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Why there is no cart or horse at Newcastle United

6 years ago

I had a spot of good fortune on Saturday afternoon, I had to attend a family wedding and was therefore nowhere near a television, radio or the internet, which spared me the fruits of Newcastle United’s latest foray into apathetic embarrassment.

Obviously since Saturday I have learnt that, whilst I was enjoying my salmon and new potatoes, the team was doing yet another passable impression of the Keystone Cops, against opposition with far more reason to be a disorganised shambles than our own highly paid and under talented bunch of malcontents.

Being the glutton for punishment that I am though, I did tune into Match Of The Day on Sunday morning, whose highlights I realise can be slanted to say the least.

However,  even seeing snippets of the game was enough for me to note weak and sloppy passing, gutless tackles and absence of care when tracking an opponent, all of which contributed to Watford’s two goals.

Before the game I wasn’t sure what to expect, we were playing a club with a new manager and 15 new signings in only their sixth Premier League game of the last four years. We had been hopeless in front of goal this season but surely even we could not conspire to actually lose?

Looks like I was completely wrong because, not only did we lose, we were bullied, outfought and outthought by Watford, in a game which could prove far more damaging as the season goes on than the scoreline on the day suggests.

This was not just a league defeat, this was a defeat of the policies and ideals which Newcastle United have waved around like a banner since the final day of last season.

This was a defeat of the transfer policy, a defeat of the coach recruiting policy, a defeat of the retention of the old guard, a defeat of everything which has been crowed about from certain dark corners since a certain TV interview back in May, it is not working.

Yes, the true sad incitement from Saturday’s game (and the other games this season) is that a better start can be gained from recruiting 15 new players from all over the place and appointing a manager who barely speaks English. Than doing what Newcastle have done, which is sign players for commercial rather than football reasons.

Maybe soon someone will learn that the squad only retains its value whilst it is actually performing and winning football matches, rather than through some misguided hope of various players fulfilling potential.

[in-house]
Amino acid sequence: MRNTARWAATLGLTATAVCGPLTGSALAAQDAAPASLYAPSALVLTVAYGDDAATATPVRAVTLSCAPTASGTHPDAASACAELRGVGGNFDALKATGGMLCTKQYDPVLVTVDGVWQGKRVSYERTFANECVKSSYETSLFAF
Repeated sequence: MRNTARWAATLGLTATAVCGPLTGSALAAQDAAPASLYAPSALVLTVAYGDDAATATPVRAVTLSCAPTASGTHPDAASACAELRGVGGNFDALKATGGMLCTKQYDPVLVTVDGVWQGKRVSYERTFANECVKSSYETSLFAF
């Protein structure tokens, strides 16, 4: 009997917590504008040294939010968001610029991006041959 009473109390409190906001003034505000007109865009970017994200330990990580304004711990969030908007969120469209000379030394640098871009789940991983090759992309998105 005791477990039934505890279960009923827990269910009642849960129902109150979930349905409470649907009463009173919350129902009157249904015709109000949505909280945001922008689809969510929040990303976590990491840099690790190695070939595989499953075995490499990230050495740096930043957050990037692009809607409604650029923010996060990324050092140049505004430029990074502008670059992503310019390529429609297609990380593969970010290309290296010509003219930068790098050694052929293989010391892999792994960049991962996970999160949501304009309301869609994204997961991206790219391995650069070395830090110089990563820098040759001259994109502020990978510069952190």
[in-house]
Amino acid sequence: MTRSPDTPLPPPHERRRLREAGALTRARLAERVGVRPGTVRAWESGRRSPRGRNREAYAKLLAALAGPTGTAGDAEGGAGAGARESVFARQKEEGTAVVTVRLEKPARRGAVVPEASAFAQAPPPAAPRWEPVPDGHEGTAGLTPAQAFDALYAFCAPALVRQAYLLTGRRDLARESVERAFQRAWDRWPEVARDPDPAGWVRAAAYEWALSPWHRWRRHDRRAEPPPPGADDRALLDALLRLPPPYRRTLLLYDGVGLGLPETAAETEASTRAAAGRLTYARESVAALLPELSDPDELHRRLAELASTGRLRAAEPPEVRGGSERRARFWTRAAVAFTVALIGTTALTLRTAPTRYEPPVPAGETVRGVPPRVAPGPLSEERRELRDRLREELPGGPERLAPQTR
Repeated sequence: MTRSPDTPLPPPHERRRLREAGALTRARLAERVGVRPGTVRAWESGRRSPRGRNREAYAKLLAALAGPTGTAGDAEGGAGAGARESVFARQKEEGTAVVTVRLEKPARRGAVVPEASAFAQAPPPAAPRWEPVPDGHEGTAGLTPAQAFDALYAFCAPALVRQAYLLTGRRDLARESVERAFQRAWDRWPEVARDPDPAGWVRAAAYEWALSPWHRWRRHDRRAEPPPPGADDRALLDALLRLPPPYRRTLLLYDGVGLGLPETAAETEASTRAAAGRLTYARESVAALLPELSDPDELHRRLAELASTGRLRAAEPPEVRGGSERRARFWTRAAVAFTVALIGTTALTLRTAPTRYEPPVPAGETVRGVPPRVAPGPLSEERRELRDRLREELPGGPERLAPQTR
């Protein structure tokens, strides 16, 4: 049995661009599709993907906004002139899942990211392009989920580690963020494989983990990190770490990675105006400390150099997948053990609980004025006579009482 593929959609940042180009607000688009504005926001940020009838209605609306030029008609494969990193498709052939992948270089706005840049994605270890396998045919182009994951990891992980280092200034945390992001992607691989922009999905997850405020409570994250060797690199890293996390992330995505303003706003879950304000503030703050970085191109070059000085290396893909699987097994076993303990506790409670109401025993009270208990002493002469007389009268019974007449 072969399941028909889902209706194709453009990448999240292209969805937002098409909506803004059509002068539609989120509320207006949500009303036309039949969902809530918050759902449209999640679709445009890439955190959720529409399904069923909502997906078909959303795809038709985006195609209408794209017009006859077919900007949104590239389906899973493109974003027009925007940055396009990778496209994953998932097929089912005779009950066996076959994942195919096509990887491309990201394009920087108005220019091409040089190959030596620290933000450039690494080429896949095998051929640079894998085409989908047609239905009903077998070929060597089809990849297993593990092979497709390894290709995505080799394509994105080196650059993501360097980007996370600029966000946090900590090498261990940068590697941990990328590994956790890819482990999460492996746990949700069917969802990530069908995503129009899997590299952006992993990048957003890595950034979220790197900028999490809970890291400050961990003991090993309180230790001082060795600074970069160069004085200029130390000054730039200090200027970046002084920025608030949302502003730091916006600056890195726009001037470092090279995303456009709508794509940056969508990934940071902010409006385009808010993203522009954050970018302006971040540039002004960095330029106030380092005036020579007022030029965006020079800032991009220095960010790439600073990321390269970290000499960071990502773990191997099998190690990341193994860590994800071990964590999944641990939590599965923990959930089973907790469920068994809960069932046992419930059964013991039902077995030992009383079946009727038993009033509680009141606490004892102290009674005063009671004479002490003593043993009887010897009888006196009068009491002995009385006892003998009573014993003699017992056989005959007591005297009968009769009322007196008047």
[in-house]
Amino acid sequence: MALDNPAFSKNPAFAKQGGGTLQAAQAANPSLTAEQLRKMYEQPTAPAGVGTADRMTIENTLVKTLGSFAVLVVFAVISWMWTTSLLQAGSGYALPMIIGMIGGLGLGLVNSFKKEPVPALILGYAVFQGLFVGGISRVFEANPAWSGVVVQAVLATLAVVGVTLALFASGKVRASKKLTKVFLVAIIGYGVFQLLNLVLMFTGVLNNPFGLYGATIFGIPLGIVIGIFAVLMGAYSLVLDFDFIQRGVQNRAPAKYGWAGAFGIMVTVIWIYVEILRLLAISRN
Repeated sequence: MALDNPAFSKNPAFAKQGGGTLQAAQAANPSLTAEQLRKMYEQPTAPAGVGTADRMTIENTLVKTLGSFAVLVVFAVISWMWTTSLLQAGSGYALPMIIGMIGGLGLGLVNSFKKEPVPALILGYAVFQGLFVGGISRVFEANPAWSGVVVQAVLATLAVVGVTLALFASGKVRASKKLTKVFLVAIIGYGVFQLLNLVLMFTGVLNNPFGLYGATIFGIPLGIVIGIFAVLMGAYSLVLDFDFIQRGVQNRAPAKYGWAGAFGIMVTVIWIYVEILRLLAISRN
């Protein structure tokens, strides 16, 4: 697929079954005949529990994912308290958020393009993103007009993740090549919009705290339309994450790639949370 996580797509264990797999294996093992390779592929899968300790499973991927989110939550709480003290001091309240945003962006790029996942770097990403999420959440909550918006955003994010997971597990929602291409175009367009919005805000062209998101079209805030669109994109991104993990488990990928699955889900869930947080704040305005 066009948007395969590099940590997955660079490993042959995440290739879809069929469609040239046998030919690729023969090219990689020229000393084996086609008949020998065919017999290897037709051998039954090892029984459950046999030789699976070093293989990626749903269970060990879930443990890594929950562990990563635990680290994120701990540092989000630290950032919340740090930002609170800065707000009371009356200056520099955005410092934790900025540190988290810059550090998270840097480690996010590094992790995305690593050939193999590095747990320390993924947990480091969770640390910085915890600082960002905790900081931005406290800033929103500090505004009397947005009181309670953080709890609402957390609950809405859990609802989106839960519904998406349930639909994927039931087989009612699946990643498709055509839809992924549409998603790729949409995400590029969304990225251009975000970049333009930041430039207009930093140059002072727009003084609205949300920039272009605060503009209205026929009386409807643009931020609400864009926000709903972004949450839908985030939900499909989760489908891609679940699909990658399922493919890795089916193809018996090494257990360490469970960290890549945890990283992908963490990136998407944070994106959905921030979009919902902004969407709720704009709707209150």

Our signings this summer have been the transfer equivalent of a multi horse accumulator bet with William Hill, and the odds on those coming off are pretty remote.

In what realm of sanity did it seem ok to rest the team’s goalscoring hopes on the shoulders of a 20 year old, who had never played in the Premier League and with a questionable disciplinary record?

In what land of fantasy does it make sense to have four players competing for the ‘number 10’ position, but to have virtually no cover of any experience or quality in defence?

And most often asked, which genius decided that signing one inexperienced centre half would solve the defensive frailties which have plagued us for so long?

Now, in the cold light of day, the hope which many felt after the owner’s speech and the summer transfer activity seems almost farcical.

I fear that many have been duped again by the tat selling charlatan as , unbelievably, no matter how many times he is proven to be unfit for the job of custodian of the club, some are still prepared to give him chance after chance.

Now the plan has been laid bare, buying to sell with no thought of actually strengthening the football team whilst employing only managers (sorry, coaches) who will accept what they are told without question. We look increasingly likely to see a spectacular implosion which will make last season feel like a pleasant memory.

To be clear, there is no cart, there is no horse, there is no ‘making our own luck’ and soon the talk of cup runs will just be another nail in the coffin.

I would argue that tomorrow’s game against Sheffield Wednesday is perhaps even more important to the club that the league game against Watford, not in terms of survival obviously, but simply because through their own ignorance the club has made ‘having a cup run’ such a banner to supporters.

If we beat Wednesday then a club promise remains alive, lose to Wednesday and I believe that feelings will truly turn ugly towards the team, the coach and once again the owner, with another promise lying in tatters of lower league defeat.

My contention throughout last season was that the club had reached a watershed moment, where great action could bring about great change, whilst what the owner did at the end of the season and through the summer was present the illusion of change

With a myriad of cosmetic alterations disguising the fact that nothing has fundamentally altered at all. The current downward spiral threatens to remove those illusions in dramatic style, winless and sat with our neighbours at the bottom of the league, the brave new dawn suddenly feels all too familiar.

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